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Cooking on TV

cooking on tv

Recipe programs: the origins of entertainment

You introduce your book with a quote from Kathleen Collins: “We probably won’t have the choice of sitting in his kitchen and watching his wife make mashed potatoes, but many of us think watching someone do the same on television is a very pleasant way to pass the time.” Is the issuance of recipes the appearance of entertainment in a context historically linked to household chores?

The first cooking show was created in 1953 and was built on the model of the theatrical show: it was an actor who presented to the audience. At that time, recipes were already presented in the afternoon show Le magazine féminin, with a focus on household chores, while Les recettes de M. X featured an actor to offer the audience a programme that was intended to be entertaining. He was in charge of giving amusing anecdotes, and had to approach cooking with more refinement to detach the kitchen from its domestic posture, even if it gradually returned to it afterwards.

In what context does this first revenue show on French television appear?

In 1953, television was a nascent medium: the number of television sets was a few thousand, mainly in Paris and northern France. The supply of programmes is extremely limited because television only broadcasts in the evening, from 6pm to around 10pm. We are then in what some historians call the “experimental phase” of television. The program offer is not well constituted and it is the television committee, which decides what is broadcast, that chooses to experiment around the kitchen with this first program. Television then has a traditional way of working: we take known people on the air in a less formalized trial logic.

To which France is this programme addressed (number of TV sets, democratization…)?

The profile of the viewer at the time is not well known but buying a television set was very expensive so the television population is in fact small. It is also rather rich and urban, because there is no transmitter in rural areas, the areas equipped are Paris with the Eiffel Tower transmitter, as well as the North. It is for these reasons that the presenter, Georges Adet, is socialite, wears a suit, and cooks in a small space that we imagine to be that of a city apartment. The equipment consists of a refrigerator, which is very rare, and a fairly modern stove. It is an urban system compared to the majority of the time when wood-fired cooking was still used a lot. It also reflects the habits of the audience present in front of the station and the living conditions of this microcosm.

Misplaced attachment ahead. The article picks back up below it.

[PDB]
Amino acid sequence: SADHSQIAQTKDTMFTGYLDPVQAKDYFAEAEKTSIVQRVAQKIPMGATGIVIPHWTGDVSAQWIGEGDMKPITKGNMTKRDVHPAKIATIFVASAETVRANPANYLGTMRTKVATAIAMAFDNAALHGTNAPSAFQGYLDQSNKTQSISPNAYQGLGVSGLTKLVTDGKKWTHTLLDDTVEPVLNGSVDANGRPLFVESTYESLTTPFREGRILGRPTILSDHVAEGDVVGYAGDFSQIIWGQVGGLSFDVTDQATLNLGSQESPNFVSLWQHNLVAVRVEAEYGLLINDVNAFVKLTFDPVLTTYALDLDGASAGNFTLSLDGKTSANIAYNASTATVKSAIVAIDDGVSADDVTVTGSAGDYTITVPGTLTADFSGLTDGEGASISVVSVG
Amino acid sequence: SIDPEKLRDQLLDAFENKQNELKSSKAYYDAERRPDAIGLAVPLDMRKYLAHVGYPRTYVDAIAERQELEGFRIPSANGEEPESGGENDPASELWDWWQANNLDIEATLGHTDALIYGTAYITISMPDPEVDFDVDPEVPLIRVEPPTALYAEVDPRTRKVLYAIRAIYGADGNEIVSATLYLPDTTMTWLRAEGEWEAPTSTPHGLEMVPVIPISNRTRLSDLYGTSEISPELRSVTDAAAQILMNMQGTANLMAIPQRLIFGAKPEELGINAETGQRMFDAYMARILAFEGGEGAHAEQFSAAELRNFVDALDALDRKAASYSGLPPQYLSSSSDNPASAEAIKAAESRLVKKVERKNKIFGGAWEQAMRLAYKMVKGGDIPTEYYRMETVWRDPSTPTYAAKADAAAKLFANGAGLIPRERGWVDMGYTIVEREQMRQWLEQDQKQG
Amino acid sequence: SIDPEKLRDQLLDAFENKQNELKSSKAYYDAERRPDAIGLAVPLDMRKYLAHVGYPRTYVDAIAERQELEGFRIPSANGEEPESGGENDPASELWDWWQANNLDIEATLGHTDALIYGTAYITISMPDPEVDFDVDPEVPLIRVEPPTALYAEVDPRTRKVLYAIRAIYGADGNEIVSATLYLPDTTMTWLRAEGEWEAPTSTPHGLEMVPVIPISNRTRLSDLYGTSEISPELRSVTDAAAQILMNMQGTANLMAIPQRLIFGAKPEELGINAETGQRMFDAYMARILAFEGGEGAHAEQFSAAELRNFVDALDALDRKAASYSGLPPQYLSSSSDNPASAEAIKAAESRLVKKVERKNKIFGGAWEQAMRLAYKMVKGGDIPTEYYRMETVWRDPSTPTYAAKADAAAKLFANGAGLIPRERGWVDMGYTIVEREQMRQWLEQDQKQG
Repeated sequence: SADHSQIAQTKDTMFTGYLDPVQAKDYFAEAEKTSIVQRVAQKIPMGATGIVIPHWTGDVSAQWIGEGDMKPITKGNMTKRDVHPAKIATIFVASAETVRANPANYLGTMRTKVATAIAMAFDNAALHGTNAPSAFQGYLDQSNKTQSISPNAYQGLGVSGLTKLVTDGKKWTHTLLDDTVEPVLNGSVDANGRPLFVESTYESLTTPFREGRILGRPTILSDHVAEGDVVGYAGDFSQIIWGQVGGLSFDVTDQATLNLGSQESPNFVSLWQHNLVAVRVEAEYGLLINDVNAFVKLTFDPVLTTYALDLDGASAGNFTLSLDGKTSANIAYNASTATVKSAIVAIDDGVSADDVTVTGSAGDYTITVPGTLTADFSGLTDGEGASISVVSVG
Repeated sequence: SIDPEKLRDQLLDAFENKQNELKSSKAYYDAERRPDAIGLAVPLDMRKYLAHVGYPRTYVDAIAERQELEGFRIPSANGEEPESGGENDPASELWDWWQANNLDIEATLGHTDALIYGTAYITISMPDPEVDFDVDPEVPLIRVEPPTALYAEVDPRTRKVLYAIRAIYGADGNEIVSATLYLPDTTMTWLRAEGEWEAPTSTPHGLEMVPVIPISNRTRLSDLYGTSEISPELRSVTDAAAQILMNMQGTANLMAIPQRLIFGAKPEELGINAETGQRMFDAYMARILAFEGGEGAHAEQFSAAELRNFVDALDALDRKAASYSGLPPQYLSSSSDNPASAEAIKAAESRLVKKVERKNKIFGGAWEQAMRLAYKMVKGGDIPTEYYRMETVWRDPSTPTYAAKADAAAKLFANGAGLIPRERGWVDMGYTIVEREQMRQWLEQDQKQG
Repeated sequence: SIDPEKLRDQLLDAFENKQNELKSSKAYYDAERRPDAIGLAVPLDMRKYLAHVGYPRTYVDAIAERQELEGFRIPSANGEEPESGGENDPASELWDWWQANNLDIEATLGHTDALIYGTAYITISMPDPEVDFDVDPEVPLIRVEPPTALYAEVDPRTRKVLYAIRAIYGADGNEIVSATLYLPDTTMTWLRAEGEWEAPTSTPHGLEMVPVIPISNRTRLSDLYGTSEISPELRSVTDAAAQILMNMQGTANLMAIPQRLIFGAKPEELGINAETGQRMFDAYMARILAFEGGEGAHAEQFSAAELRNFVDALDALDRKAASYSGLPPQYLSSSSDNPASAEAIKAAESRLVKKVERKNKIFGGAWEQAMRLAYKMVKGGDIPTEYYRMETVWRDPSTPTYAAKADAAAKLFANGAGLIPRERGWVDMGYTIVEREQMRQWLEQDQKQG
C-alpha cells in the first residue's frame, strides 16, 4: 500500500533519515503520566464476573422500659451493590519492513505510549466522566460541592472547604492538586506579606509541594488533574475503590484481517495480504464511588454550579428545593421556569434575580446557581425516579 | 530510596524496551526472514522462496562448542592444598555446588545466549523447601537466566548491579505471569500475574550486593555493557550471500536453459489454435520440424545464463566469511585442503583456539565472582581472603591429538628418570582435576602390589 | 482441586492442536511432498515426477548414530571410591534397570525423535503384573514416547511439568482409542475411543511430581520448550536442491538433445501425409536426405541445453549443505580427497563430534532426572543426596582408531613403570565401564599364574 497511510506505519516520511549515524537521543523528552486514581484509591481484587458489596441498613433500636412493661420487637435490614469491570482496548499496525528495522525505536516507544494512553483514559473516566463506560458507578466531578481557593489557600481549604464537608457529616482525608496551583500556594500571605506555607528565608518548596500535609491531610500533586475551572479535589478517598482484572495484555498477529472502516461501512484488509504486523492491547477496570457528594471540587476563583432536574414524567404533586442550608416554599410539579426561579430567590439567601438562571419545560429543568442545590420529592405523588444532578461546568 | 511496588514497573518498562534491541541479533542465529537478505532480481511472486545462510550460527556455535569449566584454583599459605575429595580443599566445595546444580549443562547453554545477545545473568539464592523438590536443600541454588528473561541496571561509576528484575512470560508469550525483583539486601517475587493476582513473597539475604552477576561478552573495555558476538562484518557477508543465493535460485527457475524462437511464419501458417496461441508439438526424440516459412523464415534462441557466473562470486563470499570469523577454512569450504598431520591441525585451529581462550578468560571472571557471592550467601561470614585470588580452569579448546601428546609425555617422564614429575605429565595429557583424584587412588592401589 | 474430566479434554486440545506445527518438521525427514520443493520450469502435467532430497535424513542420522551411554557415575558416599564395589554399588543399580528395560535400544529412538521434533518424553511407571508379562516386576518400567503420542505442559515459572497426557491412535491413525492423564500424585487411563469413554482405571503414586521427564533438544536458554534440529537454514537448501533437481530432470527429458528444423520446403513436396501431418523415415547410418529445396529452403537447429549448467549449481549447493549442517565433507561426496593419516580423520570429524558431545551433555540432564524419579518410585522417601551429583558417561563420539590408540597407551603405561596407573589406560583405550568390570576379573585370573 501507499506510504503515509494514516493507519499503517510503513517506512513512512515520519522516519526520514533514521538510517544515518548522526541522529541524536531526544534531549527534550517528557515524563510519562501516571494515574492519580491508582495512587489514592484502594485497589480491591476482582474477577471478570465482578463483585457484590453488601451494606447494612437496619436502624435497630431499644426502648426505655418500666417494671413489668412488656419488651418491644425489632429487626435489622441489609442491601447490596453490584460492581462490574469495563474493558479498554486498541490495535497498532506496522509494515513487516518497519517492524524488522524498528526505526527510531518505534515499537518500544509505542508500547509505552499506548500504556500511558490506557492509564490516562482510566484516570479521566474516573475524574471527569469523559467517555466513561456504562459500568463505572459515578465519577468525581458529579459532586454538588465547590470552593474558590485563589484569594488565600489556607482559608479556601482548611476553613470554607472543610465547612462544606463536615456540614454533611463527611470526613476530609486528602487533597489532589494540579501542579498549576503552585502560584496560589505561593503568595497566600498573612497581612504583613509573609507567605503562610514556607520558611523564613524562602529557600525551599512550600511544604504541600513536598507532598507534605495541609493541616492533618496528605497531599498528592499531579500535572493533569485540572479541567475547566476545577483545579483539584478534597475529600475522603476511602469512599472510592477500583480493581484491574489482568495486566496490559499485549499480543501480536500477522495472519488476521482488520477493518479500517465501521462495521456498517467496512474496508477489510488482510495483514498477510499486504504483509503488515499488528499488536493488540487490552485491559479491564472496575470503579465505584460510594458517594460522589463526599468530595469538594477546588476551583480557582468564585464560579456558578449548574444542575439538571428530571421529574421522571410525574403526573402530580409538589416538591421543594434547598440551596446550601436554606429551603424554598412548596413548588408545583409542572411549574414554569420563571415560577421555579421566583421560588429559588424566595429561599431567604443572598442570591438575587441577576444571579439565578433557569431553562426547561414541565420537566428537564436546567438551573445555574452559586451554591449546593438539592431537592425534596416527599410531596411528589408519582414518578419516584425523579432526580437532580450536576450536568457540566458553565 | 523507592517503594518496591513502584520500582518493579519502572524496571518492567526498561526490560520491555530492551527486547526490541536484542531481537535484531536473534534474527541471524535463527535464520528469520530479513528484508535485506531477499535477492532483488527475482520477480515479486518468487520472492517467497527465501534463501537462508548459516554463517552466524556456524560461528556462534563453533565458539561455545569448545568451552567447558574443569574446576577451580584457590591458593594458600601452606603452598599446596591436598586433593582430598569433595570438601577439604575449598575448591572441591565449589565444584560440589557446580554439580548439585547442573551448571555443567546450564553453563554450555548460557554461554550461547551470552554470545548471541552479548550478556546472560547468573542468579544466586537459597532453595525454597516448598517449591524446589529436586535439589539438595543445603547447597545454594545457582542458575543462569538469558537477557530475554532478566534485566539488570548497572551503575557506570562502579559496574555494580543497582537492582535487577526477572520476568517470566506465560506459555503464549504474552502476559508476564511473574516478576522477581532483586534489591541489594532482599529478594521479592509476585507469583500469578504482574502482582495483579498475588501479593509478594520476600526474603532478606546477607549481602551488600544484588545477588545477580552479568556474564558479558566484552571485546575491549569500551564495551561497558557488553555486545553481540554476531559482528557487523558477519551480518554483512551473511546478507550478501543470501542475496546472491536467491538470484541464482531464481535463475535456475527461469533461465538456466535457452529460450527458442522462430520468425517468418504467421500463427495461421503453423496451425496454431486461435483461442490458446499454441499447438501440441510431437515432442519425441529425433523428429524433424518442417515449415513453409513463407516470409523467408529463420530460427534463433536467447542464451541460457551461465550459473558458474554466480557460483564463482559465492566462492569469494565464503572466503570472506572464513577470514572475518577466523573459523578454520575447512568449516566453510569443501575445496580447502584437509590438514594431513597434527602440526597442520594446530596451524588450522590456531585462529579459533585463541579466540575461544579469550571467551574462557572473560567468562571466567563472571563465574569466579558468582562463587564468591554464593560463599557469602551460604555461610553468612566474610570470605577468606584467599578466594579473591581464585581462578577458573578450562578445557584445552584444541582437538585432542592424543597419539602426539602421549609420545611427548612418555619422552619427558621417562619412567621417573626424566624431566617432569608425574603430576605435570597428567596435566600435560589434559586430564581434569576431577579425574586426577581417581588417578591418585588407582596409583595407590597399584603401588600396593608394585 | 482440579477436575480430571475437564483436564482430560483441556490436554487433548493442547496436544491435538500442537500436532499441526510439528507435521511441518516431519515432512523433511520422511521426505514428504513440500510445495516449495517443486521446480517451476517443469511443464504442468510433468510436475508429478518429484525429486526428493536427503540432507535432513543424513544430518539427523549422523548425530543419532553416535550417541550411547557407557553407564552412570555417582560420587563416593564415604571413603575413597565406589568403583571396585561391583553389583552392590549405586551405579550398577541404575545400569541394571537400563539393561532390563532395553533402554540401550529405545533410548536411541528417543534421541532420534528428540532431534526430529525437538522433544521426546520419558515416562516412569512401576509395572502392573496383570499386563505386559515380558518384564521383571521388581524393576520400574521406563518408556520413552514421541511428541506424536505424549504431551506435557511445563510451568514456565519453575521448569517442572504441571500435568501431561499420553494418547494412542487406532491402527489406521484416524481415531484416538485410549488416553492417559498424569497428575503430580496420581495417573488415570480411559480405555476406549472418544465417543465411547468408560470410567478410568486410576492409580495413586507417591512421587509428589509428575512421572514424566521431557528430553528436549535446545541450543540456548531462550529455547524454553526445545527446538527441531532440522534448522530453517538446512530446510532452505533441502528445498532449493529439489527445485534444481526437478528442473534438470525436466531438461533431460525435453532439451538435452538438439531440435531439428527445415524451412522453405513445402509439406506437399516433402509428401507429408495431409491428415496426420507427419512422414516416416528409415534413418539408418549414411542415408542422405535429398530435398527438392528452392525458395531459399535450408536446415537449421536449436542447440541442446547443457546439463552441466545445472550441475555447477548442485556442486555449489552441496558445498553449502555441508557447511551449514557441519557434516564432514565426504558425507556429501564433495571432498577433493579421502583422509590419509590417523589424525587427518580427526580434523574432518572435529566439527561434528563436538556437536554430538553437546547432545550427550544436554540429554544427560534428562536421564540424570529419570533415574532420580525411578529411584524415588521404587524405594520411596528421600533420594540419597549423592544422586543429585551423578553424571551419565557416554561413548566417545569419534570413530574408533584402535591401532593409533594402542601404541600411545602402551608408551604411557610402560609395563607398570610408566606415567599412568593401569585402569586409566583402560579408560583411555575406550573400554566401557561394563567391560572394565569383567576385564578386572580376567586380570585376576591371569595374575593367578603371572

How is this new format being implemented on television and what are its first evolutions?

This first weekly issue existed for one year, from 1953 to 1954. But they were made live because there was no recording medium, and unfortunately only one number was kept. It is not known when this single program was broadcast in relation to the whole. Regarding the first broadcasts, the minutes of the television committee are well kept in the National Archives. Jean d’Arcy, RTF’s programme director, offers his colleagues a programme that works well in England and Germany, with a gourmet actor cooking. This idea is totally in line with the way television was built at the time in reference to the performing arts, which served as its master stallion. Georges Adet was a drama actor, and this format was actually a theatre piece filmed in the studio for television and broadcast live. The cooking show was established on the basis of the idea that it would take an actor to present it who could make it a real television show. The first presenter, whose culinary legitimacy was disputed, was accused of being unprofessional. We were already looking for a telegenic personality, not necessarily a professional.

from the master kitchen to the bedroom kitchen.

With Raymond Oliver, the chef really made his appearance on television: for the first time on television, the chef became an animator.

Raymond Oliver arrives on television through a special contest. When Georges Adet’s show didn’t work, the committee was thinking about alternatives. Jean d’Arcy did not believe in the presence of a professional, because he assumed “that he would not know how to address the public, but rather thought of a chambermaid who could cook well while at the same time belonging to a world closer to that of the television audience”. In November 1954, Georges Adet had the bad idea to join a strike, which prevented his show from being held. Raymond Oliver, who was then chef at the Grand Véfour restaurant in Paris, where many personalities were eating, was apparently called at the last minute by the director he knew to come and present. After two or three weeks, he was accompanied by Catherine Langeais, who was then a speaker, a woman chosen for her elegance and ability to speak well, who usually had to make the transition between programs and who served as a mediator between the chef and the audience. Raymond Oliver had an extraordinary personality with a large build and a very deep voice and the viewers quickly became attached to him. He has become a true television personality, on the cover of magazines, while still being perceived as a great chef.